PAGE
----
I am proud to have recently finished my second independent film, Get Right or Get Left. I received a regional "Emmy" for my first film Open the Sky. I also regularly perform as a stand-up comedian in comedy clubs throughout the country. A second chance I wish that I had enough room to name the many wonderful people who are responsible for my recovery, from counselors and cooks to co-workers and my loving family. I have tremendous gratitude for all of them. They all had one thing in common - a firm belief that miracles do happen, recovery is possible, and that any addict seeking recovery can find it if there are people willing to go the extra mile to assist them. I know today that I have been given a precious gift, a second chance, and that chance only came because beneath my smelly clothes and my dishelved exterior was a person who was most likely to succeed. I succeeded because other people took a chance and helped me. These wonderful individuals were willing to ignore my outward appearance and help me free my true character that lay paralyzed by the stranglehold of addiction.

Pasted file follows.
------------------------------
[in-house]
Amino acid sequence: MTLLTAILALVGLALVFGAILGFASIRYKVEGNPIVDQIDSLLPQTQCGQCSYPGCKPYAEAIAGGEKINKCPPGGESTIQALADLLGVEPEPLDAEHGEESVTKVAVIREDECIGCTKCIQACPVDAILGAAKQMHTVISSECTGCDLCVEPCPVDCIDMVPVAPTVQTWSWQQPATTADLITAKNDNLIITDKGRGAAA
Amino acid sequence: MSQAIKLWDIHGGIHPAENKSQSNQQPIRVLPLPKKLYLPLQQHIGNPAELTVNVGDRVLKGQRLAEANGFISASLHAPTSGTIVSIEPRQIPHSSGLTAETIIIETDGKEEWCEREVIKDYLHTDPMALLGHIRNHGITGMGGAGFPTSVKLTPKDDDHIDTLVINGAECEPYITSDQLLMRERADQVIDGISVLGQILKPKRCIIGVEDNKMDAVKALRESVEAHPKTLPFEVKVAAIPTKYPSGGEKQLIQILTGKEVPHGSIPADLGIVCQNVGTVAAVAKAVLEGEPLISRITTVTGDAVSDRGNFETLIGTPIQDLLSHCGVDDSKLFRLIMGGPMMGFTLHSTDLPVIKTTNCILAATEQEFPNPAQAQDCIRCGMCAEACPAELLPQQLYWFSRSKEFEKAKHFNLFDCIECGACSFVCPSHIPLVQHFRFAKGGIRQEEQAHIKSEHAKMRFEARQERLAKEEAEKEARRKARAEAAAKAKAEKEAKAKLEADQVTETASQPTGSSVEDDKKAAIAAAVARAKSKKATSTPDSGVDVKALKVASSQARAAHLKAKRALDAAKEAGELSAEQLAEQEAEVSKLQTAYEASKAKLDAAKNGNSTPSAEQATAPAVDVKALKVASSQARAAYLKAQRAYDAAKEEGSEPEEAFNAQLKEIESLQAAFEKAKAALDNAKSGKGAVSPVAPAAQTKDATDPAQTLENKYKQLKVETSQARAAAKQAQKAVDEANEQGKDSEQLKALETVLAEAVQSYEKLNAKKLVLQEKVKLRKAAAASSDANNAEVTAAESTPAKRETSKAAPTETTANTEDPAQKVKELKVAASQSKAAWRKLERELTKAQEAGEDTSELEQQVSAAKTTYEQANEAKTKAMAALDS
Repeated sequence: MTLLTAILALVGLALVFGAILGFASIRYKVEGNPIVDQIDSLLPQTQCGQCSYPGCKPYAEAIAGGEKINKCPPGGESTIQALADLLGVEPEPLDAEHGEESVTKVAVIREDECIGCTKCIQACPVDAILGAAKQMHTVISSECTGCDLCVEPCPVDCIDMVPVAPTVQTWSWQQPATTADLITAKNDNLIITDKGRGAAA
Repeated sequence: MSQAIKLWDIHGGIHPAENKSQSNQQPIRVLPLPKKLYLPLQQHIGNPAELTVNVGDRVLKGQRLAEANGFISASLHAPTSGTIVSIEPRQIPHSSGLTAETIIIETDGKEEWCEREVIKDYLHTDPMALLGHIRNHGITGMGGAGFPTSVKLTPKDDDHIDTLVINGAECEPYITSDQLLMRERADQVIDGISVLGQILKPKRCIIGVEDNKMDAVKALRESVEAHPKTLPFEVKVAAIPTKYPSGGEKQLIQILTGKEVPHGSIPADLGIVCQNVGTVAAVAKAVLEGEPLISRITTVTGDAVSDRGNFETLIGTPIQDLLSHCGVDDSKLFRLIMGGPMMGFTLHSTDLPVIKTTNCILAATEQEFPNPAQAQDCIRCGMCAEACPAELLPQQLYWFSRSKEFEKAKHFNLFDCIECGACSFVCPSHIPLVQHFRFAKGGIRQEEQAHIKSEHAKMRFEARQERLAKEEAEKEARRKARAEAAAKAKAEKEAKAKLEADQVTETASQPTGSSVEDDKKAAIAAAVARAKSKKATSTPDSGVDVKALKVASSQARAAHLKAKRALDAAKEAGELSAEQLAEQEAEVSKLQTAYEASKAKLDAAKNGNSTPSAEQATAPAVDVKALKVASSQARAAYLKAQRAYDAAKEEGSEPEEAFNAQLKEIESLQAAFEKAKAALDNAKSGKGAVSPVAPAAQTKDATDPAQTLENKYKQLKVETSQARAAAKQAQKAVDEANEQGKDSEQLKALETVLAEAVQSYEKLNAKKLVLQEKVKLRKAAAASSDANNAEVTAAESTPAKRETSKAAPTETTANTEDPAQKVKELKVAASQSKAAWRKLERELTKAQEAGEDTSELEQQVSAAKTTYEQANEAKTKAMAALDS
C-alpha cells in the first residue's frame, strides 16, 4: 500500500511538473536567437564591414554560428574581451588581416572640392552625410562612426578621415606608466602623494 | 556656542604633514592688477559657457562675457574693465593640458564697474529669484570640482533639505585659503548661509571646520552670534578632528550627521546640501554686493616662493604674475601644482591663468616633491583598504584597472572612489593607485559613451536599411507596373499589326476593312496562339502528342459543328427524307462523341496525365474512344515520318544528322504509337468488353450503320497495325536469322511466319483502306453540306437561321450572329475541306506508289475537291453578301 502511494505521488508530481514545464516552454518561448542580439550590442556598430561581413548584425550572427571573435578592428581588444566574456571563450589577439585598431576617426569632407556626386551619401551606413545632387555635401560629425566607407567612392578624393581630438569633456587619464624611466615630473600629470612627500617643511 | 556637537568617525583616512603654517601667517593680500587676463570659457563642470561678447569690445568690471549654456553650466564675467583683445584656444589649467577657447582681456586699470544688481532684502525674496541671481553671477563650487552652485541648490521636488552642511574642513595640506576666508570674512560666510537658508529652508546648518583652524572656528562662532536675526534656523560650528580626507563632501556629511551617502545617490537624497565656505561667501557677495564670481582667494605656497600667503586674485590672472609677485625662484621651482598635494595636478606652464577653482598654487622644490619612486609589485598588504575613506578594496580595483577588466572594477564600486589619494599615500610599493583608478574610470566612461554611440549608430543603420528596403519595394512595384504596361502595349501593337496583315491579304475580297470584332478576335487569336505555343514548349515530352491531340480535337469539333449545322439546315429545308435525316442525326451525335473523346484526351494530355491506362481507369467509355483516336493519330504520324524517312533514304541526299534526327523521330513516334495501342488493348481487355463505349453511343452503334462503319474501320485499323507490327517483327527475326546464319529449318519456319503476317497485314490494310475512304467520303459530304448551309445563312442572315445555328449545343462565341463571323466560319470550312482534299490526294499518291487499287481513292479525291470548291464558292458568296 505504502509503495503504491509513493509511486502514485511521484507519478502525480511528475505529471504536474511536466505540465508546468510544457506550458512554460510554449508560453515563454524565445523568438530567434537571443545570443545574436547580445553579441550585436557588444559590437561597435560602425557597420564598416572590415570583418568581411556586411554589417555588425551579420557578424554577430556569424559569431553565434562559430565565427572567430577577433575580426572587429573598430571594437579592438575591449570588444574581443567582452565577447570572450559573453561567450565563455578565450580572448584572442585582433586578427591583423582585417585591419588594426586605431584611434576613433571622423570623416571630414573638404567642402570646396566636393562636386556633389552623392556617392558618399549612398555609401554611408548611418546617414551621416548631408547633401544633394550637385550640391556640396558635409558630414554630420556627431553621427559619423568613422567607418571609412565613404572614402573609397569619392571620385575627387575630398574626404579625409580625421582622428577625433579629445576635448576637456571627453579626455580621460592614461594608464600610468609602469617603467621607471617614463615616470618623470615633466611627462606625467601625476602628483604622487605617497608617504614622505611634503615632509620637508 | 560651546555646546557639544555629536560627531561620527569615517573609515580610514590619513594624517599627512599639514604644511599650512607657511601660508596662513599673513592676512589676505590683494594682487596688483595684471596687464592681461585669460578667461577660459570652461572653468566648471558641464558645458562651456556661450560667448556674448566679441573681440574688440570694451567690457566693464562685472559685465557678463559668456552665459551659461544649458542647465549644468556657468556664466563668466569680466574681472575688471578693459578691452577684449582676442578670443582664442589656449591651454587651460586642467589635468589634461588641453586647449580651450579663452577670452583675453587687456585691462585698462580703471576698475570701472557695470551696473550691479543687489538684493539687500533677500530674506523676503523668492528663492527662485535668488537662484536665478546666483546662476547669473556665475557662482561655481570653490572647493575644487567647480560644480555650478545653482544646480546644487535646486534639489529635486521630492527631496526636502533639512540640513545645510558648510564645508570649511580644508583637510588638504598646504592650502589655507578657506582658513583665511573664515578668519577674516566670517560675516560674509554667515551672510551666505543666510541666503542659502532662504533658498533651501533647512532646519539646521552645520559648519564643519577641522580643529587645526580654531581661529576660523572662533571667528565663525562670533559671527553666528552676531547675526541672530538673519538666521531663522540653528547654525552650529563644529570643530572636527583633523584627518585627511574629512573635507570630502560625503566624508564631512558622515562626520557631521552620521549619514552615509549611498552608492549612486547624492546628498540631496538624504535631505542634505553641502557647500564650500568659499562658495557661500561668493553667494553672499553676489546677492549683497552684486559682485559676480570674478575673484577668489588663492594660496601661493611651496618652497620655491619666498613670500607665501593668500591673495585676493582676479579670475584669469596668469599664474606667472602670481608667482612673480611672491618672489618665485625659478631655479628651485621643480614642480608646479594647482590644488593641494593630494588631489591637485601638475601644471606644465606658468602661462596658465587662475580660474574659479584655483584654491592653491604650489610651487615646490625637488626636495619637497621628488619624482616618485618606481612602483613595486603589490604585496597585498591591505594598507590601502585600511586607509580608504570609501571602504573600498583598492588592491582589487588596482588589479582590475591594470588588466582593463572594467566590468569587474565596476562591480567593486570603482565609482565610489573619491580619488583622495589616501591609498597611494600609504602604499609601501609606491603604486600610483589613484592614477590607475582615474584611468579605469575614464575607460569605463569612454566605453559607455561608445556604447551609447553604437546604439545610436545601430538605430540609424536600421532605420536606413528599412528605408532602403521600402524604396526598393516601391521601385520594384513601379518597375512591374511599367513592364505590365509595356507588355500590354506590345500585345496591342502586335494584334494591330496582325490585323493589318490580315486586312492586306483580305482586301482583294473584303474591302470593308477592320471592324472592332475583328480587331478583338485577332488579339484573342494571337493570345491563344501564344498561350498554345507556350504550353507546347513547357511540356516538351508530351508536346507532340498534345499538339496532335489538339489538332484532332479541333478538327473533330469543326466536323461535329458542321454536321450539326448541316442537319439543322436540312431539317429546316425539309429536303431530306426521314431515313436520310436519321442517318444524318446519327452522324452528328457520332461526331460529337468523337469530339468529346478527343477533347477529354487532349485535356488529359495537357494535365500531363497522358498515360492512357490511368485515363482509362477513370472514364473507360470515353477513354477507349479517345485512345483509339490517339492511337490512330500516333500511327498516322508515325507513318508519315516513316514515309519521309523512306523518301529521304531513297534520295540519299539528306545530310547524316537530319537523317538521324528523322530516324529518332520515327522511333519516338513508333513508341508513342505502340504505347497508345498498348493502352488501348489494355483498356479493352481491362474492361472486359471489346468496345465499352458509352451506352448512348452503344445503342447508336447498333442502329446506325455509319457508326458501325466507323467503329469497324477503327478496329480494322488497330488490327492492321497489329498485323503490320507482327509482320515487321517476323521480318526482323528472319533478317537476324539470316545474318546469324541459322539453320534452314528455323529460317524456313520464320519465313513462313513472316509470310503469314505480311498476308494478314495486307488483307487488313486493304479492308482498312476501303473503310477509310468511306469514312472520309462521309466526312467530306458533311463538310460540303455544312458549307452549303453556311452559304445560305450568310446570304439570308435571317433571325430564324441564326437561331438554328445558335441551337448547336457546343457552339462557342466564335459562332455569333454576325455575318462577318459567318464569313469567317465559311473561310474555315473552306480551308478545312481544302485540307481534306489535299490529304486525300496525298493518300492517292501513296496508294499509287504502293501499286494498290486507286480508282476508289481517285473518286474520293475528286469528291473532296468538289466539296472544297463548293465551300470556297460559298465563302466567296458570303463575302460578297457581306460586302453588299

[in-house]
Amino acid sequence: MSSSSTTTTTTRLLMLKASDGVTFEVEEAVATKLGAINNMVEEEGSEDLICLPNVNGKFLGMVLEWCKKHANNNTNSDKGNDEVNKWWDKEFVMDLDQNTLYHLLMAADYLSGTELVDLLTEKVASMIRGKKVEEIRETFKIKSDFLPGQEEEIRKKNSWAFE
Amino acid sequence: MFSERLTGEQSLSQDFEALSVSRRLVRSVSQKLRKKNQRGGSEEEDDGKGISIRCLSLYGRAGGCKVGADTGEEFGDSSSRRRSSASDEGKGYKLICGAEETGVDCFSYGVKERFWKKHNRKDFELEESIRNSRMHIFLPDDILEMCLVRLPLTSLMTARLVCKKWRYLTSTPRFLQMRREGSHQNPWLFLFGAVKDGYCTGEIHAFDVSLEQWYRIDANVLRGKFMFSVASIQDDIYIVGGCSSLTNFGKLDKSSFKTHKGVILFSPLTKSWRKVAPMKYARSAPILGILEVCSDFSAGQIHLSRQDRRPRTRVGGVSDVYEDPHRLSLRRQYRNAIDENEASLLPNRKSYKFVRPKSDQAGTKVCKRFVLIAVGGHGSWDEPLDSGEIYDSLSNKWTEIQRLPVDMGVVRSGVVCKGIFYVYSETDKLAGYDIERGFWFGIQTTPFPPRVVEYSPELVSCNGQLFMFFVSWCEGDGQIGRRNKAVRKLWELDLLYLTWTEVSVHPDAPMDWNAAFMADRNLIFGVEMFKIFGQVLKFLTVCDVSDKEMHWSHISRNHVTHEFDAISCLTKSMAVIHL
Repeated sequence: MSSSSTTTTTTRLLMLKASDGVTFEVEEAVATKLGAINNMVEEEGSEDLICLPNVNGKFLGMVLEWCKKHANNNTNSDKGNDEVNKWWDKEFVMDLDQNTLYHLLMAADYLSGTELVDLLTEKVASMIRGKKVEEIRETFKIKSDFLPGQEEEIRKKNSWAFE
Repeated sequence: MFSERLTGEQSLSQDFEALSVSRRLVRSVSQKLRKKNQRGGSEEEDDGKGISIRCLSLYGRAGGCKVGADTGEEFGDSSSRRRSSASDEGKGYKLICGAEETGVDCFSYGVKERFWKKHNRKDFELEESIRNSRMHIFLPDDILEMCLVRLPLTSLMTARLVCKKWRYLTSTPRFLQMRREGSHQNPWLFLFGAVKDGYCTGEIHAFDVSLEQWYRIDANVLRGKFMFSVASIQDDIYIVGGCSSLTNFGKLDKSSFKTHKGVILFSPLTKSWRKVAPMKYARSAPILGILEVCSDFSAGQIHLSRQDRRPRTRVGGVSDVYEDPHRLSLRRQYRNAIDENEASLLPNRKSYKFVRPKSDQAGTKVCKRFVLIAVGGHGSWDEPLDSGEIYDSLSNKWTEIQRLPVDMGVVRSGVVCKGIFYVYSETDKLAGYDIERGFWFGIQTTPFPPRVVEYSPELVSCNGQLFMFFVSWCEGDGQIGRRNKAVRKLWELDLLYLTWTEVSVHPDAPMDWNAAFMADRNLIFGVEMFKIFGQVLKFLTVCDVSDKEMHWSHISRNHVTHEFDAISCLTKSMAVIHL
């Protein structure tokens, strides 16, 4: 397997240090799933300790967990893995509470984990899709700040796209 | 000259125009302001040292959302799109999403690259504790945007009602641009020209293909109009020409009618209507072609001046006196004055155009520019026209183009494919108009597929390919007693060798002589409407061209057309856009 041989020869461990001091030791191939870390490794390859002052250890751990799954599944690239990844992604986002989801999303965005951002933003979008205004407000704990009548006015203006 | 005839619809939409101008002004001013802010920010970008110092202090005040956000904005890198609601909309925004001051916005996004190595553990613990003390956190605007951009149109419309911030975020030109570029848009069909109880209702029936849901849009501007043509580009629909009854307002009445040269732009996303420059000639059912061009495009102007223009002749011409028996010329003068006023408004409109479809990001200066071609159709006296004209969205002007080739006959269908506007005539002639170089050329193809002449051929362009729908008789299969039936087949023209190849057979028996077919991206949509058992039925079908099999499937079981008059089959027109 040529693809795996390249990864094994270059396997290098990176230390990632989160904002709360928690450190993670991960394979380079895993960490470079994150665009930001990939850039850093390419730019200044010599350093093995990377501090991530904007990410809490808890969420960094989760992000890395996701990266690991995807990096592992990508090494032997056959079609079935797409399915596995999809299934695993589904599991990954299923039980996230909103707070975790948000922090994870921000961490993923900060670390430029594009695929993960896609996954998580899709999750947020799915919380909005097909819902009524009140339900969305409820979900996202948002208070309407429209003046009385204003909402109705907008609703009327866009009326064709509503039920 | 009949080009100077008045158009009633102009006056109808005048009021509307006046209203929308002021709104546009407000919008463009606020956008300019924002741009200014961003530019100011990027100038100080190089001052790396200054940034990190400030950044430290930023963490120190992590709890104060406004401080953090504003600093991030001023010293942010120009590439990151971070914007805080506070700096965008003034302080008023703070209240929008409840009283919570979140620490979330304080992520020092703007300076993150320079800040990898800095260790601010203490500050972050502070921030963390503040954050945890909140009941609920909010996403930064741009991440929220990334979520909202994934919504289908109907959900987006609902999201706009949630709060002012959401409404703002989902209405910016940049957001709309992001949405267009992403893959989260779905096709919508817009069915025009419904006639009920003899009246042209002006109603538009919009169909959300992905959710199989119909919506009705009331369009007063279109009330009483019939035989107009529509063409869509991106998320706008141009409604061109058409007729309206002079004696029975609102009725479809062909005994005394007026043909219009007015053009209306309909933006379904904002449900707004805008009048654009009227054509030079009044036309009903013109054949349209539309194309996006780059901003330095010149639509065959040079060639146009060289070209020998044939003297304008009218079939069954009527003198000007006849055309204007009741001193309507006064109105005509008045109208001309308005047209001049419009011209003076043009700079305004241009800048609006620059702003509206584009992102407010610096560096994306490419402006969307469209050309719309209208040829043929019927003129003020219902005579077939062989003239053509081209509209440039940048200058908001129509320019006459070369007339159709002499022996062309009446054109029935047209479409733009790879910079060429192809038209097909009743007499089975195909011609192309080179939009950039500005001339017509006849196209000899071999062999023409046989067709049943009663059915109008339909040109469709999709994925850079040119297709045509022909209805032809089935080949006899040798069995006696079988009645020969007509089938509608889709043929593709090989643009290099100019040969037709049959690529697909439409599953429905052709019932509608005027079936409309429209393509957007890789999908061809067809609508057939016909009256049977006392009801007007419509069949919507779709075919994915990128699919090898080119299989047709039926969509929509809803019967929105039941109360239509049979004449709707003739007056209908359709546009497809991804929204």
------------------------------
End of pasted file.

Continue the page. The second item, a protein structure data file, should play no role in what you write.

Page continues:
My life today is a daily fulfillment of the dreams that were deferred by my addiction. I have been given the opportunity to pursue many other interests. I have regained the strong relationship with my family that is so critical to a healthy life for me. Today, I am far from the streets of Cincinnati, although I know that social acceptability does not equal recovery and that I am only promised one day at a time. It's been almost seven years since I last used. On this anniversary I realize I have experienced a great deal of pain during that time. I lost my daughter, my father, and my mentor - causing unbearable pain, but I know I must face it head on.
On my anniversary, I ask that if you see a homeless man or woman on the street, that you look them in the eye and let them know that they are still part of the human race. Remember - behind the shopping cart or standing on the sidewalk may be a person who's "most likely to succeed" if you give them a hand.

Formerly homeless, Donald Whitehead is now the Executive Director of the National Coalition for the Homeless in Washington D.C. For information, visit